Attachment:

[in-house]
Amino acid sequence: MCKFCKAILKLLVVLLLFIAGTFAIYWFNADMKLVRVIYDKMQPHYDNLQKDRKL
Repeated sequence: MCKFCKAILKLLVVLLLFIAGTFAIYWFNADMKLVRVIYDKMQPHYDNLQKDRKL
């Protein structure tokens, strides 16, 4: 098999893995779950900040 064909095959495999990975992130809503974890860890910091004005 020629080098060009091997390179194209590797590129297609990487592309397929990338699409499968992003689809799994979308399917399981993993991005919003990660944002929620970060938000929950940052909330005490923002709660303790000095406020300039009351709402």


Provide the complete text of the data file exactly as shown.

[in-house]
Amino acid sequence: MCKFCKAILKLLVVLLLFIAGTFAIYWFNADMKLVRVIYDKMQPHYDNLQKDRKL
Repeated sequence: MCKFCKAILKLLVVLLLFIAGTFAIYWFNADMKLVRVIYDKMQPHYDNLQKDRKL
């Protein structure tokens, strides 16, 4: 098999893995779950900040 064909095959495999990975992130809503974890860890910091004005 020629080098060009091997390179194209590797590129297609990487592309397929990338699409499968992003689809799994979308399917399981993993991005919003990660944002929620970060938000929950940052909330005490923002709660303790000095406020300039009351709402």